Police Officers as Warriors or Guardians

Police Officers as Warriors or Guardians: Empirical Reality or Intriguing Rhetoric?
National Institute of Justice
Kyle McLean, Scott E. Wolfe, Jeff Rojek, Geoffrey P. Alpert, Michael R. Smith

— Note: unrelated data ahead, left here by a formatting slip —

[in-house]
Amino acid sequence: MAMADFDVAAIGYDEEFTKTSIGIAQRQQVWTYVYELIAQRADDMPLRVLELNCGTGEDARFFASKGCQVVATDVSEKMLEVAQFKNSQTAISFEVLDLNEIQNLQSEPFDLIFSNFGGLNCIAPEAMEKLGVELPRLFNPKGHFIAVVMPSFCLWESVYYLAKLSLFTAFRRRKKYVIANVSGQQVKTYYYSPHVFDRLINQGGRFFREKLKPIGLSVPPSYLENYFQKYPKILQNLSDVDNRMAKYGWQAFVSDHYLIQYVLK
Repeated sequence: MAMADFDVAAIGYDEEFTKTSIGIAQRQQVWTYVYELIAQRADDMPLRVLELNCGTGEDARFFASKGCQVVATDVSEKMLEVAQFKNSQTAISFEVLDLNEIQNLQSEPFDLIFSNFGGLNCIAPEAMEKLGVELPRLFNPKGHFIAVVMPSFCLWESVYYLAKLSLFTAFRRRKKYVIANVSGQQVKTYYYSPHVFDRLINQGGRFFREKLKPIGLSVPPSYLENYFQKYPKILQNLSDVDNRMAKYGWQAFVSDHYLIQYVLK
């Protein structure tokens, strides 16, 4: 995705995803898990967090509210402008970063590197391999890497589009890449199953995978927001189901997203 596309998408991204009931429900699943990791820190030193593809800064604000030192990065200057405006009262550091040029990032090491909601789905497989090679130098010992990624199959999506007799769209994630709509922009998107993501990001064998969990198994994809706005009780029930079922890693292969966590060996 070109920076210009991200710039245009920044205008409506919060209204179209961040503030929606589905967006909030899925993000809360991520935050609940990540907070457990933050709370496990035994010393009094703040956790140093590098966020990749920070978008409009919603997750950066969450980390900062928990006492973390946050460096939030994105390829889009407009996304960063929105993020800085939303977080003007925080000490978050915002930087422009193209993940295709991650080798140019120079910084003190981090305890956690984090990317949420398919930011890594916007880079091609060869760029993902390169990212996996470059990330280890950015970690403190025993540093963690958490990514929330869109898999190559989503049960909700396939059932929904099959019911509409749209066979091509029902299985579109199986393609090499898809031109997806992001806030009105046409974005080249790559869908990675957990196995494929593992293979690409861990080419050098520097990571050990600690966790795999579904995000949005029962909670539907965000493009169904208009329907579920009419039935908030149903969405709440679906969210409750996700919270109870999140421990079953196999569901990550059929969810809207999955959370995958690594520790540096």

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Policing experts have suggested that shifting from a warrior mindset – officers viewing themselves as warriors fighting crime – to a guardian mindset – officers valuing working with the public to reduce crime – is a valuable method for improving police-community relations across the United States. However, little empirical evidence has been used to inform this debate. To address this gap, we examined survey data from two U.S. police departments to assess the validity of the Warrior/Guardian framework. Factor analyses suggested that the warrior and guardian mindsets are distinct, but related concepts. Furthermore, these mindsets are associated with different attitudinal outcomes (e.g. the guardian mindset was associated with greater prioritization of communication during citizen encounters). Thus, the Warrior/Guardian framework is supported empirically. Overlap between the Warrior/Guardian framework and existing police culture literature is discussed and police culture is offered as a potential explanation for variation in warrior and guardian orientations.